According to the LATimes, an audio recording between the pilot and air traffic controllers suggests that indicates the helicopter was using VFR because the pilot told a controller he was “in VFR at 1,500″ feet. The newspaper, however, also noted that none of this has been confirmed yet. 

Regardless of whether or not fog was the culprit, it is expected to play a factor in the official investigation.

That investigation will also look into if there were mechanical problems aboard the helicopter, though it’s extremely rare for Sikorsky S-76B’s to experience twin-engine failure. From 2006-2016, the model saw the lowest number of fatal crashes among all of the major civilian helicopters in the country.

It is likely possible that both the weather and some form of mechanical failure took place, causing the chopper to plummet, but any official cause will likely not be known for some time. 

Fans and Friends Remember Kobe

Following news of Bryant’s death, many fans and friends mourned the loss of the NBA superstar, with many in L.A. saying he perfectly represented the spirit of the city.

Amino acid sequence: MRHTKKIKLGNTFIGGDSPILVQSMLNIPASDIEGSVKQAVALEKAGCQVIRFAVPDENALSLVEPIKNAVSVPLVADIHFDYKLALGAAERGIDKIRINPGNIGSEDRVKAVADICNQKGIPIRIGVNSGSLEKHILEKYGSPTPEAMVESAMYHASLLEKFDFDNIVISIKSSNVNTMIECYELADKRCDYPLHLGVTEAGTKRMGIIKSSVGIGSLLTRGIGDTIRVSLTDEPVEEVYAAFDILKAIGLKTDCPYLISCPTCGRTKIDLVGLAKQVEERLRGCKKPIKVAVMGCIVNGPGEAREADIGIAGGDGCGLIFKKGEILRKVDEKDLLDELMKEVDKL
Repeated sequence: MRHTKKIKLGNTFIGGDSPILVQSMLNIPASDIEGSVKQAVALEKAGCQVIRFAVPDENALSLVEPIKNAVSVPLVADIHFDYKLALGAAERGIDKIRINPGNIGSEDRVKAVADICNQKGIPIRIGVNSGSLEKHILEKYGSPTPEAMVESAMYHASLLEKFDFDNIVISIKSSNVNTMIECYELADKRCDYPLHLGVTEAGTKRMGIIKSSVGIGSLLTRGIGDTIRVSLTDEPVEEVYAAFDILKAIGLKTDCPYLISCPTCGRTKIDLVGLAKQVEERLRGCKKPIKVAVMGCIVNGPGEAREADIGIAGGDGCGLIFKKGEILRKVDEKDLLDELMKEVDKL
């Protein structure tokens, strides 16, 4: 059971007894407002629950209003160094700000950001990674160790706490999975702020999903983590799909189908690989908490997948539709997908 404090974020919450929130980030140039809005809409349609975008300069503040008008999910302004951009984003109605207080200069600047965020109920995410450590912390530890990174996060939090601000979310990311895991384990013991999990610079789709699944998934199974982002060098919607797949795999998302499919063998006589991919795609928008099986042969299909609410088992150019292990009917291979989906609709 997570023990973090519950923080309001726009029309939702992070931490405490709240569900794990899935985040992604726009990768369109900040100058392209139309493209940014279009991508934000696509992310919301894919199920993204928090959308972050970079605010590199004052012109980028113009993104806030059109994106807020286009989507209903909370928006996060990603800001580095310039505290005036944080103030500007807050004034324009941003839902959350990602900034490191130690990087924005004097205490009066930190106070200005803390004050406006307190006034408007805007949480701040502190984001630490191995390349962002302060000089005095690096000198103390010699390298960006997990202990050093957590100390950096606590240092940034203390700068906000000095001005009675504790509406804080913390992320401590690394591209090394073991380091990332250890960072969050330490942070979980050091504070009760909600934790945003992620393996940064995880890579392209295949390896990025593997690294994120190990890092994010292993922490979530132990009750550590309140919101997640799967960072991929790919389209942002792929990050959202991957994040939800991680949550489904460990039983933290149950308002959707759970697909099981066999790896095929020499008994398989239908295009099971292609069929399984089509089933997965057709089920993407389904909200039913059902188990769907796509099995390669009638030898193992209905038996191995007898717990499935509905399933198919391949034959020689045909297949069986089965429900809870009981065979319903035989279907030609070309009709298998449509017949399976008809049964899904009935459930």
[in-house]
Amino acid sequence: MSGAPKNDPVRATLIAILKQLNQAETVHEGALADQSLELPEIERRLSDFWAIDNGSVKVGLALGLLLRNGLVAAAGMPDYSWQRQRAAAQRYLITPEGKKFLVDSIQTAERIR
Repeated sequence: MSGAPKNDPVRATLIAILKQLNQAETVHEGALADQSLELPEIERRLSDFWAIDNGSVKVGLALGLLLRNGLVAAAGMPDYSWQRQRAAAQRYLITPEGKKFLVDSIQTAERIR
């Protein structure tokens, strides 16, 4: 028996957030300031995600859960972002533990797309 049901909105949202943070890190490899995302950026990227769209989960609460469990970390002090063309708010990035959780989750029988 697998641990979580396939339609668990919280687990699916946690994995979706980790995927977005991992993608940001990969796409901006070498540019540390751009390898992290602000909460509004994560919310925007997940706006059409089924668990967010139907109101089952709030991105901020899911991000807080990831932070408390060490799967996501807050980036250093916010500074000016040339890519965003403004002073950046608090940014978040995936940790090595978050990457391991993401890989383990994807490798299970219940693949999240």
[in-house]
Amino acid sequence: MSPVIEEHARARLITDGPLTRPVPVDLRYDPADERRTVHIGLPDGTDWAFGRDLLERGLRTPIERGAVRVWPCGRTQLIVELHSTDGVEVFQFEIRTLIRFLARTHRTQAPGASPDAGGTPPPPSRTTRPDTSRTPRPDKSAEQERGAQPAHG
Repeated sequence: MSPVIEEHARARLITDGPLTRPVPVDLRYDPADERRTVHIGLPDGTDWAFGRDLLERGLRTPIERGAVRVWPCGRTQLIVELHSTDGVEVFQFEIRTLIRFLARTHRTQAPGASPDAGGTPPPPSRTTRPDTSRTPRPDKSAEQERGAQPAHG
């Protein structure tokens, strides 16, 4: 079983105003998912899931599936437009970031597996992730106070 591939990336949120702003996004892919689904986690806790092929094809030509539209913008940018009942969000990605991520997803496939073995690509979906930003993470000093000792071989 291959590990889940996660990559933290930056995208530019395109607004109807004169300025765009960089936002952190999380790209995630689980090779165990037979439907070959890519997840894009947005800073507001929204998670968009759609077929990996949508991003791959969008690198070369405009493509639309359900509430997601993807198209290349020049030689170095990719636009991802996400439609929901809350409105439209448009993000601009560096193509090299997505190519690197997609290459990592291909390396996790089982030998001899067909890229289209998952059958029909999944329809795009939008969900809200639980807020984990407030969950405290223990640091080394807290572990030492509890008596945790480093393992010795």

Perhaps one of the most memorable responses came from footage showing the Lakers returning to the city, where Lebron James can be visibly seen tearing up. The team reportedly learned about the crash on their flight back to LA. 

Chicago Bulls icon Michael Jordan also lamented the loss of Bryant. 

“Words can’t describe the pain I am feeling,” Jordan said. “I loved Kobe — he was like a little brother to me. We used to talk often, and I will miss those conversations very much. He was a fierce competitor, one of the greats of the game and a creative force.”

Major politicians such as President Donald Trump and former Presidents Bill Clinton and Barack Obama also issued statements via Twitter. 

Throughout Sunday, many fans gathered around the Staples Center where the Lakers play. Bryant also saw more tributes at the Staples Center later that night when stars like Alicia Keys, Aerosmith, Lizzo, and Lil Nas X all honored him at the Grammys.